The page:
Also, WP post/page formatting options with HTML, typography, etc., can augment re-ordering of information to designate change.

    2. This is related to the fact that biology researchers are in a creative process and reflect on their decisions in order to explore new leads or justify their decisions. Paper laboratory notebooks show this temporality ofthoughts.

      The iterative self-reflection process described in biology research seems relatively undeveloped in DHN work. I don't know that I've seen much negotiation/reflection/critical analysis take place between the moment the data is collected by volunteers and the maps/viz/data/after-action reports created after the fact by the Core Team.

      Perhaps that's a missing element that should be more deeply explored in thinking about data having both a time attribute and being in a state of change? Is there a needed intermediate validation step between data cleaning and creating a data analysis product.

  9. Sep 2017
    1. Computers that are “awake”

      Saying that computers are "awake," creates a relationship between deception and consciousness. When computers are turned on, one may personify them to be "awake," but they are not actually conscious; they are deceptively "waking up." This mirrors how the author sees human beings and technology, as one in the same.

  10. May 2017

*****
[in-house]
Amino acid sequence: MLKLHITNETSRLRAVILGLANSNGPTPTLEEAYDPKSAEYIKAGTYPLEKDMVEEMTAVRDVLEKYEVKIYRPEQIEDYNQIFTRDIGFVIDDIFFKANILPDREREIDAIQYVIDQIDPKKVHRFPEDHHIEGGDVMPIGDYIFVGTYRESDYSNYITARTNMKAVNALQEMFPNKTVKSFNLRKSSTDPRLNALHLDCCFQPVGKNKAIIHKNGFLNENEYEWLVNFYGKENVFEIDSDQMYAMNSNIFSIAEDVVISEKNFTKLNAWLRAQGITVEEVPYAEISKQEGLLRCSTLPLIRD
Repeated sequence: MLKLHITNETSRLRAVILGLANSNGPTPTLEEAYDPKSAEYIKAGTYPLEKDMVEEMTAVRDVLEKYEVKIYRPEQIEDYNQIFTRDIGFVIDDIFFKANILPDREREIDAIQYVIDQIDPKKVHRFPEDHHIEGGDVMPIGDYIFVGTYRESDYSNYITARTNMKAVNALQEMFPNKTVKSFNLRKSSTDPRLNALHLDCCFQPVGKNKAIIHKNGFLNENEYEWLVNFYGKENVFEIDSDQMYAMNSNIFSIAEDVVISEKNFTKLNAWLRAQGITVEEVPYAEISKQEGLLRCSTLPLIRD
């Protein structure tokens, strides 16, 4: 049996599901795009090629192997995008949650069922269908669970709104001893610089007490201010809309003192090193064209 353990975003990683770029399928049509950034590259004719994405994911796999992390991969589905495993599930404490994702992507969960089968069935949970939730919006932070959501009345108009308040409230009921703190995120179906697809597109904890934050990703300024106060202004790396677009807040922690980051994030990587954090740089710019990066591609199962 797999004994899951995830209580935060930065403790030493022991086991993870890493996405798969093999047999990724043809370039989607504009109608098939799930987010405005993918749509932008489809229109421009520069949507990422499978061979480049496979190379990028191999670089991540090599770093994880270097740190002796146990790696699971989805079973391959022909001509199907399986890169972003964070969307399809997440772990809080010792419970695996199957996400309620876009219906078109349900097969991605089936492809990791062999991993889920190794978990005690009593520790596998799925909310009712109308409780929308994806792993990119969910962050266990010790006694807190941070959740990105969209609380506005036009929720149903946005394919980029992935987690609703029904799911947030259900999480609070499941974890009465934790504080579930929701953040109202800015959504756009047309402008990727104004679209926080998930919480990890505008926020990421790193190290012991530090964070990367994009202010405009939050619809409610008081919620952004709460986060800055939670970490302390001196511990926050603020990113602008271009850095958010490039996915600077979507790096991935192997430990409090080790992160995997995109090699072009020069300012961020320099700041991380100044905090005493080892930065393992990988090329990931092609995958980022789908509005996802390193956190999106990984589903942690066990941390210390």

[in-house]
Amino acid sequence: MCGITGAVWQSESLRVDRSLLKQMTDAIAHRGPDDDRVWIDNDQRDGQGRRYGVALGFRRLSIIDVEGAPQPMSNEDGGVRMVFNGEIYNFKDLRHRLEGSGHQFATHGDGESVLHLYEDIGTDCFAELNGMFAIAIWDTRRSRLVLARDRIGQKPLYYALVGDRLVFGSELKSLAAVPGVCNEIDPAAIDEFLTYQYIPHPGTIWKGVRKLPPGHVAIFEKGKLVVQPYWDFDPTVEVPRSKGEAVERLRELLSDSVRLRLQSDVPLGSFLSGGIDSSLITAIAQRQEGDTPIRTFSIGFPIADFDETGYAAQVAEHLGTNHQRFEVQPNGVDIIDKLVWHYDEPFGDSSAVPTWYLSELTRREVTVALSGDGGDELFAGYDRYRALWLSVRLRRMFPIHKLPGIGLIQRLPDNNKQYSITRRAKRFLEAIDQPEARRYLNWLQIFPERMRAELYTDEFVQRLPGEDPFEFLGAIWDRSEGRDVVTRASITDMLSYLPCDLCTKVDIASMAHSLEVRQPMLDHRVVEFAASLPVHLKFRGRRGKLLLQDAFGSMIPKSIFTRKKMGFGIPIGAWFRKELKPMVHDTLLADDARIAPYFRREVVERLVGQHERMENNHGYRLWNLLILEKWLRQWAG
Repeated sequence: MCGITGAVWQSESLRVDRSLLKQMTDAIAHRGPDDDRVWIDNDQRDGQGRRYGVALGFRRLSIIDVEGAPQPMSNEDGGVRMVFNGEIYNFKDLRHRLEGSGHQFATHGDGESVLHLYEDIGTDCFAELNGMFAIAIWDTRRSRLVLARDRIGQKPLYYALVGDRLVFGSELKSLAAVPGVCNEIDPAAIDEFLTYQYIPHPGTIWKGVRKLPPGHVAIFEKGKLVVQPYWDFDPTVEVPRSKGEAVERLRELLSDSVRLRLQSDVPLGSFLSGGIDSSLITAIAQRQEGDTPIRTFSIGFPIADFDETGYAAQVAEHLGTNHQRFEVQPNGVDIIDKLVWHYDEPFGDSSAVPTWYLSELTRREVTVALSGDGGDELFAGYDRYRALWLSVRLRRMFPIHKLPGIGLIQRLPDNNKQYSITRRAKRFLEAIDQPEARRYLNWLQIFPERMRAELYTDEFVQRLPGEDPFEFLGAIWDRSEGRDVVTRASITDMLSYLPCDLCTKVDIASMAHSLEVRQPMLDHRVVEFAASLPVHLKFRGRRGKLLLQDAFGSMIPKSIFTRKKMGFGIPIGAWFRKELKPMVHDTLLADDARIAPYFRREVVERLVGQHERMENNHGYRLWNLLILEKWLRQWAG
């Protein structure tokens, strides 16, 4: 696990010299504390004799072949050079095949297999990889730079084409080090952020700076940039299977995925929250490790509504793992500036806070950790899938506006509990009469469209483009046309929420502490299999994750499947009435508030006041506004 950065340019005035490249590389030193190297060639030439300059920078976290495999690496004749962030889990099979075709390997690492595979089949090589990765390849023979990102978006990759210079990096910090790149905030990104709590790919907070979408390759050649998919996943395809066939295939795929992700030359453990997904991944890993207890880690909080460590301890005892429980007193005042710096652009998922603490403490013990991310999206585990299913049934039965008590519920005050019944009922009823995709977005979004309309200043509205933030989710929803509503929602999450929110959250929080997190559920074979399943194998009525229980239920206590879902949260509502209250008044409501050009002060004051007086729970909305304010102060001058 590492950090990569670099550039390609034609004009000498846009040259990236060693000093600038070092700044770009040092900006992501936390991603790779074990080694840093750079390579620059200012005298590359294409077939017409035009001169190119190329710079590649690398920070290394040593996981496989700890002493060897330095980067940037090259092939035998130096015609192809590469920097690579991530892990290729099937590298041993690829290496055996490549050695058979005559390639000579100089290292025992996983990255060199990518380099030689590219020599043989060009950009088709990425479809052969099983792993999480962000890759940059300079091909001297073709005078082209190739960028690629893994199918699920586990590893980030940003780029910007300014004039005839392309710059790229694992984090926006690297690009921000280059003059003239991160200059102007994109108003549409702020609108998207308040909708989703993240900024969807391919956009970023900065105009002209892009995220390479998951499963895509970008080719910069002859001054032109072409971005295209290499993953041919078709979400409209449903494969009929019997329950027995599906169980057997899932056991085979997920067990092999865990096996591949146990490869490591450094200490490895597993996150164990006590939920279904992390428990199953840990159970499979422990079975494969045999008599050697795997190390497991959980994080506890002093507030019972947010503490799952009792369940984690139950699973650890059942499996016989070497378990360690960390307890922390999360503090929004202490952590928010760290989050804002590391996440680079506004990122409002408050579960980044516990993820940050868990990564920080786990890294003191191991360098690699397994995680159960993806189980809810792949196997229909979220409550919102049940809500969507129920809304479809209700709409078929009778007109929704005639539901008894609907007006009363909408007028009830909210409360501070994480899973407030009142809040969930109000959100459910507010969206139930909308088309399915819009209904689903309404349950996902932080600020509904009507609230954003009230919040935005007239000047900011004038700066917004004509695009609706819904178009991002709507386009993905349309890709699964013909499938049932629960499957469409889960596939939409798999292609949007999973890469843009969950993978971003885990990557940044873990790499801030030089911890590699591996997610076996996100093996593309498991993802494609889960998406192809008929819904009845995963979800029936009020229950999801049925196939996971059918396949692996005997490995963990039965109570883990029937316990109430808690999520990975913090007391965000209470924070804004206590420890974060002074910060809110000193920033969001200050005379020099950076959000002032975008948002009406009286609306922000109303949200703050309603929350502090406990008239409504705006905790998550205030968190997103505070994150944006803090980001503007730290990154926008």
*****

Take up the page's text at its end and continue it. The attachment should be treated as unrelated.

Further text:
1. Summary: I really appreciate this post because of many reasons. The title for one is great and offers a twist to many of the other Fake News spotting articles I have seen, it is more empowering, and I want to empower my students when I teach them about Fake News. The summary for this is the same as the other two, educational about Fake News by a reliable source, so I will leave it to that. Assessment: I like how this article has ten questions with mini-questions underneath. It highlights important words in red and by having a red flag to symvolize Fake News, it can help the reader put the two together. This source is almost like a mix of the two other ones I have, it is a good mediator. Relfection: This source again is very useful for me. It gave me more ideas about how I would want tot each my students about Fake News by having the little red flags and tips at the bottom of the page. It goes into more detail on the surface of the article and I like that. It has shown me even more what to look out for when trying to spot Fake News. All three of my sources together can make me a powerhouse Fake News detector! Which is great because that is what I want my students to be too.